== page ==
to the hock, the synovial discharge was abundant. Two frictions of
blisters were made, twenty-four hours apart ; after nine days the mare was
entirely cured. In the Observation III, it was a mare injured two weeks
previously : a kick had opened the femoro-patellar joint. A blister
having failed, a trochiscus of sublimate corrosive was introduced into
the fistula ; eight days later, it was obliterated. Superficial cauteriza-
tion of the wound (Dubois), tannin (Causse), have also obtained cures.
Many successes have been related by the use of continued cold water
irrigation. Let us mention specially those of Sepulchre, Barreau, Eloire.
The observation of this last author is that of a horse that had fallen in
going down a stiff hill and had been dragged by the vehicle. The stifle
presented a wound large enough to admit the fist. " It left exposed on
the right the internal vastus, which has received the shock almost alone ;
on the left, the tendon of insertion of the long abductor of the leg, some
1 Mercier, Rec. de Med. Vet., 1840, p. 461.
540 VETERINARY SURGICAL THERAPEUTICS.
centimeters above the point where it is inserted upon the internal patellar
ligament ; at the bottom and between these muscles, some centimeters-
deep, the right articular surfaces of the corresponding condyle of the
femur, as well as the anterior face of the right inter-articular meniscus,
could be recognized, and then above and in front the patella.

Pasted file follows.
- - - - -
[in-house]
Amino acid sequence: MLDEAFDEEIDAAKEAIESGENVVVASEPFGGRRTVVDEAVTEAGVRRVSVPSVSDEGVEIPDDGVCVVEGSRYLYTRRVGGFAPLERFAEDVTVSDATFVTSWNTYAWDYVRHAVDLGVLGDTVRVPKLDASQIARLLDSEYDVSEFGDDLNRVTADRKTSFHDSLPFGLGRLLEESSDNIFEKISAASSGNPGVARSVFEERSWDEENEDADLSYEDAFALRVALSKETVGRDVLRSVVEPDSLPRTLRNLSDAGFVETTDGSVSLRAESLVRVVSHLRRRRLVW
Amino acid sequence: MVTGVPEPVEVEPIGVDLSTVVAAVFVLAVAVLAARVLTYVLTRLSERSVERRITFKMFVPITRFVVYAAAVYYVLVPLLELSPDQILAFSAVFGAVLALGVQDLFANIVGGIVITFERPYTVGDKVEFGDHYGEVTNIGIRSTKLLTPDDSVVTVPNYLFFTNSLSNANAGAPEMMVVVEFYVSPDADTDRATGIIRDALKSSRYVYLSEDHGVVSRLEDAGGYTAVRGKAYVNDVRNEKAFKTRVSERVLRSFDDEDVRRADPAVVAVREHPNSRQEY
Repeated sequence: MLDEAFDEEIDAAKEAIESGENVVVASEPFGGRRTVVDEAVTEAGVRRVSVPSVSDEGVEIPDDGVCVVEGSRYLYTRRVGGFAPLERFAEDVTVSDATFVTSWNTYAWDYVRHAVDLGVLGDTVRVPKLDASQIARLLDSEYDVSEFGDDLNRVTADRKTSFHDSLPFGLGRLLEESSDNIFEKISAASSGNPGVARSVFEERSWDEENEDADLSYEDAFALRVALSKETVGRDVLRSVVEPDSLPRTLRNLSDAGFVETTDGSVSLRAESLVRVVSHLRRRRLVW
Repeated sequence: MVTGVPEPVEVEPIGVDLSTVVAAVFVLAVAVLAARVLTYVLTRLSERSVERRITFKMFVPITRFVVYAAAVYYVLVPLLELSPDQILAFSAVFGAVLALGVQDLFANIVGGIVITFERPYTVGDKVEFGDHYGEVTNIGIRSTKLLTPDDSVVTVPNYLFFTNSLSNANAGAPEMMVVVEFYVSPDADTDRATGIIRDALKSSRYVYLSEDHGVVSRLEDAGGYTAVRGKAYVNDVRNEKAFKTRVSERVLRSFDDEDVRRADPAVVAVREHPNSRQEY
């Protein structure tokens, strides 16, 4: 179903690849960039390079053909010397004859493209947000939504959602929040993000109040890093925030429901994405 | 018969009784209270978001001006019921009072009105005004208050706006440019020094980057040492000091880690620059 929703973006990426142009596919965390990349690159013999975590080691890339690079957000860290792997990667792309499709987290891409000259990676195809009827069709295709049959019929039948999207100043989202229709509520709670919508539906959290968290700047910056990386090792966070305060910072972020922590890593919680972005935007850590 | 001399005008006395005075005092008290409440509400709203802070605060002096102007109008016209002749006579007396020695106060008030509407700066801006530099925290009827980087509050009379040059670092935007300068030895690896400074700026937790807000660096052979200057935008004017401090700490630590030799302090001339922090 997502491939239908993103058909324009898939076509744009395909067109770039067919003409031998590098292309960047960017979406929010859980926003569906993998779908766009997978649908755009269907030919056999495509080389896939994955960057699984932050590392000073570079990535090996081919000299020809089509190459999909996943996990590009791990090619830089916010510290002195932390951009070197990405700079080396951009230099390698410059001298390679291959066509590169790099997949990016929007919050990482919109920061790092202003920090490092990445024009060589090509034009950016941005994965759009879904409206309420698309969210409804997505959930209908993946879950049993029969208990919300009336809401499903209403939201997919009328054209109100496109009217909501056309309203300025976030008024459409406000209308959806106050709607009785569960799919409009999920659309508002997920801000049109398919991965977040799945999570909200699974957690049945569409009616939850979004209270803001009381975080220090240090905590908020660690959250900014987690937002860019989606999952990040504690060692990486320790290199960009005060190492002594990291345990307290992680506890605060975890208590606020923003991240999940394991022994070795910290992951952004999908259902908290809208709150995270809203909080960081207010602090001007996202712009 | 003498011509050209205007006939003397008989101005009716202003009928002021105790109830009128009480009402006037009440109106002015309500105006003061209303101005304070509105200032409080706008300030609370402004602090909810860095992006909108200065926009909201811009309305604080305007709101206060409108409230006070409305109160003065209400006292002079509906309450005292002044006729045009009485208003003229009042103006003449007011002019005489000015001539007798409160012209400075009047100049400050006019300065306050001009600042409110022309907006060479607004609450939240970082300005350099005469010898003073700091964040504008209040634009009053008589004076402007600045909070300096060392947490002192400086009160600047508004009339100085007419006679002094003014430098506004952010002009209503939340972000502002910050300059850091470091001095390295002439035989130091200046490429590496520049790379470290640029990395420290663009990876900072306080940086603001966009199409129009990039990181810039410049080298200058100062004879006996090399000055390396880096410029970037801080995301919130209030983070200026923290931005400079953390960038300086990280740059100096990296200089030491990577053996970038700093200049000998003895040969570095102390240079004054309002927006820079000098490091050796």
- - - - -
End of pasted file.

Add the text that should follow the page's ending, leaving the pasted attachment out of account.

" From the gaping wound, which widened transversely when the
leg was flexed, abundant discharge of synovia escaped, spreading over
the surface of the leg and there coagulating." * Submitted to irrigations
of cold water, to which was added a weak proportion of sub-acetate of
lead and phenic acid, the patient recovered rapidly.
It is to careful disinfection of the trauma that one must resort at first
in all cases. A few stitches of suture and a drain are sometimes neces-
sary. Wadded dressing being difficult to apply in that region, the
Avound should be closed with iodoformed collodion (Michotte), a plaster
of sublimate or a strong blister. With large wounds, antiseptic injections-
V. — Hock /omt
The extreme severe nature of deep wounds of the hock is due both
to the anatomical complexity of the hock, and to the frequency and
extent of its movements. Let us mention the few successes obtained
by antiphlogistic treatment (Corroy, Auboyer), by cauterization of the
fistulas (Desmoulieres, Arnal, Feuvrier), witli tannin (Causse), cam-
phorated paste (Delwart), starched bandage (Guilmot), Rabel water,
Plasse's caustic (Mares) Rey with a deep wound of the internal face
of the hock, made by a nail, applied as many as six cauterizations with
sublimate ; the horse recovered. Blisters, advised by Tisserant and
Rey, Pjave often been used in connection with the caustics introduced
into the fistulas. In Saussol's case, the synovial was open, on the inside
of the leg, with a wound one centimeter wide : the ragged edges were
smoothed over with scissors, a twisted suture put on, and a coat of